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Posts Tagged ‘glutinous rice’

After visiting the temple complex at Muro-ji in the Kansai region, we had 30 minutes before the bus left back to the train station in order to catch the train to Hase-dera. With empty stomachs we needed food and we needed it fast!

As we walked through the little mountain town towards to bus stop we noticed this little ma & pa shop that served bowls of Somen Noodle Soup. It was cold and rainy and a nice hot noodle soup sounded about right.

The restaurant was a tatami room with traditional short tables and cushions to sit on. Fortunately they also had some short chairs for people like me who are unable to sit cross-legged for more than 2 minutes at a time.

The broth was a light, but flavorful dashi. Tons of perfectly cooked somen noodles. Mitsuba, sliced scrambled egg, shiitake, carrot, and tempura flakes all garnished the noodles. On the spoon was a yuzu-togarashi (citrus and red pepper) paste, my newfound love. Putting it on the spoon like that allowed you to swirl in as much as you like. In a small dish next to the soup were some pickled ferns.

It was so fresh and warming, it was exactly what we needed. Unbeatable at a price approx $6 per. We also got to the bus after eating with plenty of time to spare.

Enough time to grab a quick freshly cooked yaki-mochi dessert. Pounded glutinous rice with yomogi mixed in and filled with red azuki bean paste. Then cooked on a big round griddle.

Take that American fast food joints! I’d like to see you serve up freshly made, healthy, delicious food like that for $6 and in less than 30 minutes.

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In light of my great respect for the fine art of Kaiseki, Yuki’s mom decided that she wanted to take me out for another style. That woman loves me! Frankly, I can’t blame her. At any rate, a friend of hers had recommended Ushiyama in the Meguro neighborhood of Tokyo, so we gave it a shot last night. And what a shot it was! Slam dunk!

It started off with a plate of carrots, shiitake, and mibuna with grated apple. Who would have thought of putting grated apple on mushrooms? Ushiyama, that’s who. I’m damn he did, it was amazing!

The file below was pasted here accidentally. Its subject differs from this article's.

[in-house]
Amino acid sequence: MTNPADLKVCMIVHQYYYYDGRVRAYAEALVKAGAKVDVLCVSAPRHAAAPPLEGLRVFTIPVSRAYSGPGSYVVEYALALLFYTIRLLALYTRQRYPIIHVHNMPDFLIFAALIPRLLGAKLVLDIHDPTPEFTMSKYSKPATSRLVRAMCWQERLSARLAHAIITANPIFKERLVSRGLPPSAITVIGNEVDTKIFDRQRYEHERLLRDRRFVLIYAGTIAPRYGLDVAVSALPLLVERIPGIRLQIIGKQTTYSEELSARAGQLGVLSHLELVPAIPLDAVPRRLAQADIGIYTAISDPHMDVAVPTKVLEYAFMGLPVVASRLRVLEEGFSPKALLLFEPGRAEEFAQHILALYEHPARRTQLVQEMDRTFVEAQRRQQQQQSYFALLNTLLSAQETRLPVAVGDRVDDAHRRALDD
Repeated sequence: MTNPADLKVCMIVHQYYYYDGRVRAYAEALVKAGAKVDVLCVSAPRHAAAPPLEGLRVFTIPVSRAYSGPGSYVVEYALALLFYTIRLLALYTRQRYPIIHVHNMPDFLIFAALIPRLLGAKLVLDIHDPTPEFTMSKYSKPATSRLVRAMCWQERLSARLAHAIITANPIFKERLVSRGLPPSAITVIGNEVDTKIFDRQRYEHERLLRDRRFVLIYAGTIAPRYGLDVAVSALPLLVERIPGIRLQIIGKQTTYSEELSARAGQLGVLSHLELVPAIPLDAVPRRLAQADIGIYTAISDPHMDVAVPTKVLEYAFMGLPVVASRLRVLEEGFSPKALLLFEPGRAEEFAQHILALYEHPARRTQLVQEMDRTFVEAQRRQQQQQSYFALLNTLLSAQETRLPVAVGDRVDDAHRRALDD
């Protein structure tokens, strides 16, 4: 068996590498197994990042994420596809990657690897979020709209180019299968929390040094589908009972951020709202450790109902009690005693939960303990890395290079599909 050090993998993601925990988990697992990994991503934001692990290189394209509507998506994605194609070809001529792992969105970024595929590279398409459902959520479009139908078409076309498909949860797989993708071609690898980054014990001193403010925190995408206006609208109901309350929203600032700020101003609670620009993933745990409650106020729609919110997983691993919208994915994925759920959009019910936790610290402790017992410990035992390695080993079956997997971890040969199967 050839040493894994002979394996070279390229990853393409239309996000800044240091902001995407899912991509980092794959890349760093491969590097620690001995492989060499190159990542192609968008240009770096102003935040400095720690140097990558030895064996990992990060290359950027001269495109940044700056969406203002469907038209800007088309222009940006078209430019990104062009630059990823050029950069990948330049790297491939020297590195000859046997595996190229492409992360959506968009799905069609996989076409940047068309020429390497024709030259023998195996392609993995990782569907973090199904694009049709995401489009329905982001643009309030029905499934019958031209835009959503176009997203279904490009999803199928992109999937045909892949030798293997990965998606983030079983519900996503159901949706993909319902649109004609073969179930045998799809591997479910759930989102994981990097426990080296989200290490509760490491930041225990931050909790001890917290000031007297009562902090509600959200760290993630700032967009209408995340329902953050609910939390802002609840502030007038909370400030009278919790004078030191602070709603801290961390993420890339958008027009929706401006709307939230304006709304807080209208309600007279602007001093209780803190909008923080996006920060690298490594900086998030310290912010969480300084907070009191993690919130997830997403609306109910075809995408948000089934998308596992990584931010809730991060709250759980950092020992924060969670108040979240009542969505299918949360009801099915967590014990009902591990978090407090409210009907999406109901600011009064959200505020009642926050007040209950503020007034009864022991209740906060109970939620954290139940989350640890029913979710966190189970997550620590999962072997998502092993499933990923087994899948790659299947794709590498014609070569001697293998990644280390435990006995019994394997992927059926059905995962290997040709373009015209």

After that came a dish of four. I ate them clockwise from bottom left. Ama ebi (sweet shrimp), raw sardines with thinly sliced onion that’s been soaked in cold water to remove the sharpness, warm salted ginko nuts skewered on pine needles on top of seitan (wheat gluten) cakes on top of grilled sweet potato that was shaped like a ginko leaf, and uni in a lily blossom. No, I did not eat the maple leaf in the center of the plate nor the pine needles.

Next was the soup course. I heavily bonito flaked dashi broth that was nice and smokey with a rinkon (lotus root) and mochi dumpling and a bok choy leaf with some yuzu zest. It ranks right up there with the best soups I’ve ever eaten, next to the one I ate a few years ago at Iron Chef Michiba’s restaurant.

After the soup course was the sashimi course. It consisted of suzuki (sea bass), melt-in-your-mouth tuna, and ika (squid). It must be ika season because the ika I’ve eaten on this trip is by far the softest and sweetest I’ve ever had.

Then they served us home-made soba noodles in a light soy-dashi with some thinly sliced negi (green onions) on top. I’m telling you, there is absolutely nothing like top quality freshly made soba noodles. I don’t know if I can go back to store-bought dried soba when I get home. I mean, of course I can, but it just won’t be the same. So chewy and clean tasting.

Next up was the grilled course. Sawara (a cousin of the spanish mackerel) grilled with yuzu-miso and served with yuzu-miso konnyaku and daikon that was cut into a flower with a small slice of red pepper. I’ve never had yuzu-miso before, I’m a huge fan!

After that was the simmered course which was kinmedai (splendid alfonsino) in a ginger sauce. It was served with spinach and daikon radish with chawanmushi in the middle.

For the fried course we got a dish with some tempura. Shishito pepper and ebi imo (a kind of yam) served in a light dashi with momiji oroshi and chopped chives.

Then came the rice and miso course. The rice was a glutinous rice with chirimenjako (baby sardines simmered in saltwater, dried in the sun, and covered in a sweet soy marinade), sliced shiso, and served on top of a cherry leaf. The miso had mizuna greens in it. There was also some lightly pickled cucumber and daikon on the side (yes Nick, I even ate the pickles!).

Finally, for dessert we got sweet potato mousse. It was so soft and lightly sweet, it was really more like a light sweet potato cheesecake. Served with a sweet potato chip on top.

This Kaiseki was Kyoto-style which is considered to be the most sophisticated and delicate of all styles. Hard to argue as the food was simply magnificent! Plus, all of that food for only $50 per person! I challenge anyone to find a deal half that good for a meal of that quality prepared with that caliber anywhere in the states. Thanks so much for bringing me here Tamiko!!!

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